What does this mean in practical terms? It means that there is nothing blameworthy in museums stepping down from the pedestal of sanctity where conservative thinking have placed them. In fact, this fits in well with the overall trend of their democratisation. Visitors coming to museums both for educational purposes and for a relaxed afternoon with friends or a Sunday outing with the children, to take part in an educational programme, see a new exhibition, buy a gift for a social engagement, attend an afternoon event or have a business lunch: these are developments on which we look favourably. It does not mean that culture has been massified but that it has become more democratic.

Yet, the coming into being of the contemporary museum is not limited to guaranteeing its sustainability. Sustainability is a precondition for the next step, which is inclusivity and a connection with the community. 

Countering social exclusion and promoting policies of social incorporation are high on the agenda of the collective values of contemporary societies. What is critical, nevertheless, is seeing how the idea is put into practice. What does countering exclusion and inclusivity mean when it comes to museums? At one level, it means countering exclusions of a technical nature that have to do with availability of access. In this regard there truly have been commendable efforts, through targeted social and educational programmes, and the optimisation of technical infrastructure. But these are not enough. A further step is needed. The critical issue is for museums to be able to include representations of communities that feel not just that museum culture is of no relevance to them but that its narrative is not either. That way, they will help boost the self-esteem of those communities and consolidate their feeling of belonging. Simultaneously, they will instruct dominant population groups on the importance of coexistence and, hence, reinforce a sense of equality. They will impart, in other words, representational substance and legitimacy to cultural pluralism and contribute decisively to the democratisation of culture and the promotion of social cohesion.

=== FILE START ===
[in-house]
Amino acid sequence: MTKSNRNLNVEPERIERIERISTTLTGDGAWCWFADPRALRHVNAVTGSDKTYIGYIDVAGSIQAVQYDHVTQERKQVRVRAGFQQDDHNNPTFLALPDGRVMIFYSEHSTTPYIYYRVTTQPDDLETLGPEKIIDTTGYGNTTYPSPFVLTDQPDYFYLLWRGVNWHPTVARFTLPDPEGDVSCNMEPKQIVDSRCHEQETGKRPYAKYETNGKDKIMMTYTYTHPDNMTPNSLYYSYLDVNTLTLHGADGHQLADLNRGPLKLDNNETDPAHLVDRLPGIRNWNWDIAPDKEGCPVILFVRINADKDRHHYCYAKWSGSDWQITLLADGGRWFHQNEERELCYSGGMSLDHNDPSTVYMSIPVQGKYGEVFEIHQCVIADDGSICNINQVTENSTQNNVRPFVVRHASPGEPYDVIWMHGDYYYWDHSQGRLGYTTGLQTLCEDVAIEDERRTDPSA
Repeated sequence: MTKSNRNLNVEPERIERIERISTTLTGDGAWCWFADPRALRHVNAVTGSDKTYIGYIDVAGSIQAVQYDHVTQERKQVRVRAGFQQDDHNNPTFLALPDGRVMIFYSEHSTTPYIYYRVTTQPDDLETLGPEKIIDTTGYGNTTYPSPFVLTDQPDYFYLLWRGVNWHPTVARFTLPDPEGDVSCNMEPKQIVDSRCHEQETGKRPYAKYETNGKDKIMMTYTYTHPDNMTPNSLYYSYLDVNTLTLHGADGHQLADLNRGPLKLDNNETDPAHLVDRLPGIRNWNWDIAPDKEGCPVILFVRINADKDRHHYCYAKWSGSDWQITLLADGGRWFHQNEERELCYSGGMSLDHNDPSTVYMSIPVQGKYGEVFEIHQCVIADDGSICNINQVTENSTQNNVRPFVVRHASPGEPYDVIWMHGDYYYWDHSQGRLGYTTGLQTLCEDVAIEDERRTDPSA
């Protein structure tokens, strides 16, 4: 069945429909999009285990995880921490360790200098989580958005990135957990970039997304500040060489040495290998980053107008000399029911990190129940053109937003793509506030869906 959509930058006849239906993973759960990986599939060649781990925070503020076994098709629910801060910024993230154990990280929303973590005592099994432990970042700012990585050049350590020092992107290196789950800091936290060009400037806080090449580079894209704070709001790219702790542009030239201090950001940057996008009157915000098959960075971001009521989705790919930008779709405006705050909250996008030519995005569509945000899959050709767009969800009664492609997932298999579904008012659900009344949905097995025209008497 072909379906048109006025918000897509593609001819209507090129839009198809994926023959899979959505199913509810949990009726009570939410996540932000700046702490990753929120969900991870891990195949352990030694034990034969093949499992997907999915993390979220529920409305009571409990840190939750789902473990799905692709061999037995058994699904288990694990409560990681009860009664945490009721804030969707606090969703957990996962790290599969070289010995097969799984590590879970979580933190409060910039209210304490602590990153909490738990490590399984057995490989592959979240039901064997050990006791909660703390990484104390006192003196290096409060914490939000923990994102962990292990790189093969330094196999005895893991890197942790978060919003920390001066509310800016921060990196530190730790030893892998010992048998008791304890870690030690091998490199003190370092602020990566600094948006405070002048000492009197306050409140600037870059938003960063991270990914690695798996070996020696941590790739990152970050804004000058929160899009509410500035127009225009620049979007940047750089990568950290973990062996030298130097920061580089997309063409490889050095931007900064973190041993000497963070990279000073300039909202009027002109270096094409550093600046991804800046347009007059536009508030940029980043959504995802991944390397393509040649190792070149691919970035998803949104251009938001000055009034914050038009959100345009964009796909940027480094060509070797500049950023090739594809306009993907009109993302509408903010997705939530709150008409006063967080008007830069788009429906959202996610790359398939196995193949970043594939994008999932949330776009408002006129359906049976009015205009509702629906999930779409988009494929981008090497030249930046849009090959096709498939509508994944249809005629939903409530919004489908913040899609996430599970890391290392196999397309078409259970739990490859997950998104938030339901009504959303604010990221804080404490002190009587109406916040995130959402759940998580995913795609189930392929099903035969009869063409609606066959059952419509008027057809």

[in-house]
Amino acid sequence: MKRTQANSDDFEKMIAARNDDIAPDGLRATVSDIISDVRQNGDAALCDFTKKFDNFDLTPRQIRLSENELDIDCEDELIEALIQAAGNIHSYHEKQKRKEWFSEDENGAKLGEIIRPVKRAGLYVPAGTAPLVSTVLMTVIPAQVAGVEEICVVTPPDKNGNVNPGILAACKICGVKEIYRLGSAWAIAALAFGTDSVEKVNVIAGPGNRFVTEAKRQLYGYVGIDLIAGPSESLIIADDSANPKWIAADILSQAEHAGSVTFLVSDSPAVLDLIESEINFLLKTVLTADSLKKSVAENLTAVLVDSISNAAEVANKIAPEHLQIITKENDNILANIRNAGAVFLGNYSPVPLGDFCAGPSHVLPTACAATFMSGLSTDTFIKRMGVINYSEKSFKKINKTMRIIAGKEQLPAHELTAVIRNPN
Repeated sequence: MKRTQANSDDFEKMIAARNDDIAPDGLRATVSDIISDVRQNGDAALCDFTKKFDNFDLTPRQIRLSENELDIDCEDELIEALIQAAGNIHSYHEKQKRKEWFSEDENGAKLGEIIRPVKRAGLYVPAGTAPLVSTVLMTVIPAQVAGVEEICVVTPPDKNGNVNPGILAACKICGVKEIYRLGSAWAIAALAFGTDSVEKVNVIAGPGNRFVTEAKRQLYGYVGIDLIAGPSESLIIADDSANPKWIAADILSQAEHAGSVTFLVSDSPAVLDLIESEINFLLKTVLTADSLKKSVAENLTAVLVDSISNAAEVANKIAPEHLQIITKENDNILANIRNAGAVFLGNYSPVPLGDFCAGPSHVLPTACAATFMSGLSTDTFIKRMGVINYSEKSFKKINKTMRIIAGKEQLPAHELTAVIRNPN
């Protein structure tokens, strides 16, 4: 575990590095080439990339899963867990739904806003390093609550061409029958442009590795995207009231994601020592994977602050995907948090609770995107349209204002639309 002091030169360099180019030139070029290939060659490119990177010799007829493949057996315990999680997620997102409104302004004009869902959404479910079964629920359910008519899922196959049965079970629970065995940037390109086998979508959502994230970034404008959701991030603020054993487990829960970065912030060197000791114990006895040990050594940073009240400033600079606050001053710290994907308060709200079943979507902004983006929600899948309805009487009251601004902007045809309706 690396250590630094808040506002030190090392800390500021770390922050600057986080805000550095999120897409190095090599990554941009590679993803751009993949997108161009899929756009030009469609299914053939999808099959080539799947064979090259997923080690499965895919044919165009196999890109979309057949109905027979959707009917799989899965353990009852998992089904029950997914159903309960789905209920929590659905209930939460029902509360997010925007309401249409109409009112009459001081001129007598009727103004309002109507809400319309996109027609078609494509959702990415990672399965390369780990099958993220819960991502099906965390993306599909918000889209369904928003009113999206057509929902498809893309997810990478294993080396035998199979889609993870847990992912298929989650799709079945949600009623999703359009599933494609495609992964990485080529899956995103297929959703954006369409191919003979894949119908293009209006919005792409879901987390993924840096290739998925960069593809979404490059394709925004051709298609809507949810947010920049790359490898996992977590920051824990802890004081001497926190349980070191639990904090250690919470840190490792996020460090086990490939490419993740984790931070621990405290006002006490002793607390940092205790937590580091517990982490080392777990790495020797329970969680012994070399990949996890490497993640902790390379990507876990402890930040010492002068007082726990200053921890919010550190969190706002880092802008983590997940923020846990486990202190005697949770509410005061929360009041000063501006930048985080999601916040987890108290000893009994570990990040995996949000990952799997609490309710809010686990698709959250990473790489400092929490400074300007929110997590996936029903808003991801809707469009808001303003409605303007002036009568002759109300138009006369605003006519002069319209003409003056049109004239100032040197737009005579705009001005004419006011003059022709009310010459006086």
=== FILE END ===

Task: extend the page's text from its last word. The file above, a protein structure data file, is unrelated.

The other point is the connection to the community. Regardless of the fat that museums can be oases in the sometimes relentless pace of everyday life, they should not be islets cut off from it. The only way for cultural agencies, including museums, to be vital and sustainable is to exist in an organic relationship with the community. And this is an area to which we, as the Ministry of Culture, ascribe special weight. Planning for a participatory peripheral cultural policy is among our basic priorities. Our goal is for the peripheries to become centres of cultural creation, with the establishment of cultural networks with multiple hubs and the greatest possible engagement between the agents and the public. We need to envision this engagement in the widest possible terms: a diverse multitude of agencies, organisations, movements, with their dynamic presence and local impact as a criterion, with no preconceptions regarding the institutional dimension, historicity, public or private character, formal or informal presentation, so that all regional living cells are assured of an equal part in the dialogue.

In concluding, just a reminder about our point of departure. Namely, that museums and their development are only one sector of the wider effort to redefine cultural policy. The real challenge is in the connection of that policy to the broader manifestations, quests and stakes of everyday life as it unfolds and, as a case in point, its connection to the capturing of conflicts taking place at the social and ideological forefronts of public space. The goal is the conversion of these conflicts into programmes and actions of intervention, the aim being the strengthen​ing of social cohesion and the implementation of cultural democracy. ​